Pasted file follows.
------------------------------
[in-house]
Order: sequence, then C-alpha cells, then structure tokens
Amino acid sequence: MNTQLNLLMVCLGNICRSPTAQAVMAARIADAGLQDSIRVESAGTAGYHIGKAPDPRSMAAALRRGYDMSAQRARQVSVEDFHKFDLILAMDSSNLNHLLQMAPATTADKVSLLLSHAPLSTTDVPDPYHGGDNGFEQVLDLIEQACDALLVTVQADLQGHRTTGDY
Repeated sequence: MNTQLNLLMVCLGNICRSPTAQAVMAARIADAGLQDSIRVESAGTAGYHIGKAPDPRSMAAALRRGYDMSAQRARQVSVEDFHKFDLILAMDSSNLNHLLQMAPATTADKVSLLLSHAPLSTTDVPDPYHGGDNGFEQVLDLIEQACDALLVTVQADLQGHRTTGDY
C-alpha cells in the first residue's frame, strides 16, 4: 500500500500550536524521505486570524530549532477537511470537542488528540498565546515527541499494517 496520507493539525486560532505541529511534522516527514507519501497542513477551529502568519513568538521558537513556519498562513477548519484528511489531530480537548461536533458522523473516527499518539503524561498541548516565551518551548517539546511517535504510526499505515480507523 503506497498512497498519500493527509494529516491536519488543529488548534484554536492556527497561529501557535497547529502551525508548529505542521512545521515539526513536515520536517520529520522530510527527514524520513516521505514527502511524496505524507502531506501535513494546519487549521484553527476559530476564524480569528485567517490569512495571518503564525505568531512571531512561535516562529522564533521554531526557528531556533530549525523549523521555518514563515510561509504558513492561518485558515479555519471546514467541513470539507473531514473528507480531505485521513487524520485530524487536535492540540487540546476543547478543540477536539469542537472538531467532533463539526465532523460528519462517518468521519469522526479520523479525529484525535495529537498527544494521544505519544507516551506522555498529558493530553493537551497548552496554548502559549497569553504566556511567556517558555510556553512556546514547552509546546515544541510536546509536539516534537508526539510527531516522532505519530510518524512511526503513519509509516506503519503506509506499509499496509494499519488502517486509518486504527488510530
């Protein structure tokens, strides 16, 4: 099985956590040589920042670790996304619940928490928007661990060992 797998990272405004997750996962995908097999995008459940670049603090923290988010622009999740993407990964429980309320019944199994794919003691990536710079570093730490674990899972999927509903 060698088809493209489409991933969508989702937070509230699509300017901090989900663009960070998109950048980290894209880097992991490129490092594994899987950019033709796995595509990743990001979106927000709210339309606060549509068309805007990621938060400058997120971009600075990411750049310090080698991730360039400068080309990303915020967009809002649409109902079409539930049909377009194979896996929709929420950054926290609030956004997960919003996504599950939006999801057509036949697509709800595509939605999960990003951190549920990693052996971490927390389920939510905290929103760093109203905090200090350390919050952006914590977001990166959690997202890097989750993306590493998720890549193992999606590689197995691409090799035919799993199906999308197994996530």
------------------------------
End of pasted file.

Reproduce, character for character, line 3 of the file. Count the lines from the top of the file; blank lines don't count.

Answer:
Amino acid sequence: MNTQLNLLMVCLGNICRSPTAQAVMAARIADAGLQDSIRVESAGTAGYHIGKAPDPRSMAAALRRGYDMSAQRARQVSVEDFHKFDLILAMDSSNLNHLLQMAPATTADKVSLLLSHAPLSTTDVPDPYHGGDNGFEQVLDLIEQACDALLVTVQADLQGHRTTGDY